Waste Management

As the world economy grows so does its production of municipal and hazardous wastes.  To illustrate how rapidly such a problem is growing, US production of hazardous waste rose from only 9 million tons in 197o to 238 million tons by 1990.  In many developed countries, government targets have been set for the percentage recycling of municipal waste.  Also, many developing countries, especially in Europe and Japan, have implemented municipal waste-to-energy resource recovery plants which also reduce the amount of waste that has to be landfilled, but also reduced the costs of transporting waste to distant landfills.  In the United States, the federal government aggressively funded prototype plants and programs to promote municipal waste reduction, recycling, source separation, and resource recovery in the 1970’s.  With the election of President Reagan, however, a decision was made to eliminate the federal government’s municipal waste management and recycling/resource recovery programs.  As a consequence, the U.S. has generally lagged behind other developed countries around the world in implementing recycling and resource recovery programs.  Meanwhile, the disposal of electronics such as computers and household chemicals increasingly are finding their way into the municipal waste stream, creating new problems related to waste management.  In an idealized world, our first priority should be waste reduction whenever possible, followed by waste source separation and recycling.  Where this is not possible, municipal and hazardous waste management plants need to be constructed to take advantage of the latest technologies for waste separation and resource recovery, including waste-to-energy plants that break down and destroy hazardous wastes which recovering useful energy.  Where landfilling continues to be used, it needs to be done in a technologically advanced method involving liners and methane gas capture that prevents ground water pollution and eliminates the release of gases that contribute to global warming.  The key words for both municipal and hazardous waste management continue to be:  REDUCE, REUSE, RECYCLE.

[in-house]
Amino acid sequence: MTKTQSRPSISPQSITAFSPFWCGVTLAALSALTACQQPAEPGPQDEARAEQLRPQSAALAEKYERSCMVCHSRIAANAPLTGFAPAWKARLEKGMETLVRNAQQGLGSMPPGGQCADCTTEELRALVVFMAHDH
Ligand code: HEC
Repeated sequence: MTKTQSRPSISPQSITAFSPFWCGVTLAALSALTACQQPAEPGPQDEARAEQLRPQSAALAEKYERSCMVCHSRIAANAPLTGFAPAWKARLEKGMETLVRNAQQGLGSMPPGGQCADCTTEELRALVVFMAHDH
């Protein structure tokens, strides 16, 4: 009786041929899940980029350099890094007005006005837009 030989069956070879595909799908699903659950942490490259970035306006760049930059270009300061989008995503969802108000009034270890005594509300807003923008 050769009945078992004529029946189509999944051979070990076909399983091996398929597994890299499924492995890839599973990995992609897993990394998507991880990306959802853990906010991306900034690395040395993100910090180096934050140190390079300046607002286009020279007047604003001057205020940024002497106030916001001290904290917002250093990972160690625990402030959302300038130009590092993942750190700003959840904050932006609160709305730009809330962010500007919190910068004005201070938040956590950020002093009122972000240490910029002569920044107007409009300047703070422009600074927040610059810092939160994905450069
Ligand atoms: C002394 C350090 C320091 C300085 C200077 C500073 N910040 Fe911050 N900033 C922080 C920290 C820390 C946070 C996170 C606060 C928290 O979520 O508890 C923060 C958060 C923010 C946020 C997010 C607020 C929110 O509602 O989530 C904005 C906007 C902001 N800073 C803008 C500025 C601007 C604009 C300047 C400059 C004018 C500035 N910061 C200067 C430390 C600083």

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~ by americanpresidents on February 25, 2010.

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